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YMCA Accepts Donation of Philip Morris Property in West Louisville

The Greater Louisville YMCA has accepted a combined $1 million cash and property donation from Philip Morris USA. The company donated property at Broadway and 18th Streets where the YMCA will build a new facility in partnership with the University of Louisville.

YMCA President Steve Tarver says the organization was interested in the location, but it would’ve cost too much to buy the property.

“So, as a good non-profit executive I said have you ever thought about donating it, which was kind of a joke at first,” he says “so they came back when we declined on it and said well we’ve talked about it, we might be interested in doing a donation.”

YMCA will be partnering with the University of Louisville for this project so that the new facility can incorporate health services to specifically meet the needs of West Louisville.

“Number one we see huge impact,” Tarver says “first of all the area of health and health equity so we think of health not just as fitness, but we also think of health as economic stability, good educations and physical health.”

Tarver wants to incorporate as many aspects of community health as possible including a community garden, but the company must wait on the realignment of 18th Street before finalizing designs and beginning construction.

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Mentoring Program Faces Volunteer Shortage

The YMCA of Louisville’s mentoring program is having difficulty recruiting adult volunteers for its Children of Prisoners program.

Case manager Dave Washer says the program has up to thirty children between the ages of 11 and 15. He says they have 25 children enrolled in the program and ready to be matched with an adult mentor, but only 15 mentors.

“Just in general, people’s lives are a little more unsettled than they’ve been in past years,” says Washer, “and so to make a commitment to a twelve month program is a little bit tougher decision for people to make.”

Washer says part of the program involves group sessions, so the youth will be able to continue without mentors for awhile. But – he says – they’re reaching out to faith communities to find more volunteers.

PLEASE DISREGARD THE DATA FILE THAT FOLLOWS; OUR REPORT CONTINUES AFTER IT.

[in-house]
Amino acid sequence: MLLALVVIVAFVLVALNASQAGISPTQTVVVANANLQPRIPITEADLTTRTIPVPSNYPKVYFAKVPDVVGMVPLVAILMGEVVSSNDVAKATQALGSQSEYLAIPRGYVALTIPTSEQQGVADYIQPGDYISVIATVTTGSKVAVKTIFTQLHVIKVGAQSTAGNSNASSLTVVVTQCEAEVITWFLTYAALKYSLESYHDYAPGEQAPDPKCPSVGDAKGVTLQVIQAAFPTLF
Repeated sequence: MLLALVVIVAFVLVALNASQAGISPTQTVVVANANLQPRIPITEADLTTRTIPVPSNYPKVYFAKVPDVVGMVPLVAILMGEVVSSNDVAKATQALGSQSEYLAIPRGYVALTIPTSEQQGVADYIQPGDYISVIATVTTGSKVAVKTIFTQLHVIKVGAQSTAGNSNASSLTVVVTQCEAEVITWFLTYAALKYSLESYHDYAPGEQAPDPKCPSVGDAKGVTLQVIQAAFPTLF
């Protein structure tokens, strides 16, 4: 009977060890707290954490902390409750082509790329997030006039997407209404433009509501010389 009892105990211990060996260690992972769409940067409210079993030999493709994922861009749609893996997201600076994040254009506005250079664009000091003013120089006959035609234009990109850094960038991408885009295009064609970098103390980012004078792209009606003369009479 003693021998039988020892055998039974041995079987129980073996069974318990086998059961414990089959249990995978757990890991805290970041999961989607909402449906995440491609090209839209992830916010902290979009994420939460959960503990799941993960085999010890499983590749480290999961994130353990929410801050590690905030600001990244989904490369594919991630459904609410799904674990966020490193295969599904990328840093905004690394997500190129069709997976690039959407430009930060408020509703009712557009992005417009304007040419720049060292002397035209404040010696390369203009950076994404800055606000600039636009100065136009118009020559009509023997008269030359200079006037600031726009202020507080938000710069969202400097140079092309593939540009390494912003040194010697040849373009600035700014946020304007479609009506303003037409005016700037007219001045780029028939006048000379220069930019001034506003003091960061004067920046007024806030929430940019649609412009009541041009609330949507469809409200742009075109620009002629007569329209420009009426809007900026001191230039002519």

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YMCA to Waive Membership Requirement Next Week

Next week, the YMCA of Greater Louisville will open its doors for one week to all residents of the area, without a membership requirement.

YMCA of Greater Louisville President and CEO Steve Tarver says it’s an effort to increase the well-being of the whole community. He says residents of Jefferson, Bullitt and Oldham counties in Kentucky and Clark and Floyd counties in Indiana can have full access to the YMCA and its classes and services with just a photo ID.

“This is the broadest-based, farest-reaching, widest-armed effort we’ve ever done like this,” says Tarver, “so we’re looking forward to seeing what the response will be, how we can learn from that, and how we can build it into the future.”

Tarver says they’ve increased staff for next week and have more introductory classes for newcomers. He says they have no idea how many new people will enter the doors of their neighborhood branches, but they hope the numbers are in the thousands.

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New Program Addresses Childhood Obesity

The University of Louisville Department of Pediatrics has launched a new program to help combat childhood obesity in a state that has more overweight children than 48 others. WFPL’s Elizabeth Kramer has more.

The program — called Healthy for Life — is housed in the Children’s Hospital Foundation Building downtown (601 S. Floyd St.) and has a staff with doctors, a dietician, exercise physiologist and psychologist. And it’s been busy since it started in mid-July, says medical director Brooke Sweeney.

“Here, we’ve seen, in our time, 100 patients and only one of them has not had a secondary complication of obesity,” Sweeney says. “Half of them have early signs of diabetes. Half have abnormal cholesterols. A third have elevated blood pressures and a third have problems with sleep.”

She says those children range from ages 2 to 18.

The program was launched after U of L Department of Pediatrics staff saw serious health problems in children in which obesity played a major role.

“Our pediatric nephrologists, Dr. Dianne Muchant, went to other specialists and said, ‘Boy we see a lot of kids who are coming in with complications of obesity, and I feel like I can’t address the real issues going on. All I can do is treat that complication instead of really having a chance to deal with all of the lifestyle issues that go with it,'” Sweeney says.

The program provides children and their families with counseling from the staff. Sweeney says the approach is cutting edge.

“We’re using the things we know do help: multidisciplinary family-centered care particularly for kids,” she says. “We also use coaching theory so we call and talk to people quite a bit on the phone to encourage them along the way, to help support them as they’re trying to make changes.”

The program is supported by a half a million dollar grant from Passport Health Plan, a Medicaid managed care plan and space donated by Kosair Children’s Hospital. The program also is supported by the Kentucky Chapter of the American Academy of Pediatrics and the YMCA of Greater Louisville. Those covered by Passport Health Plan can participate in the program and some health insurance companies will cover some costs to participants.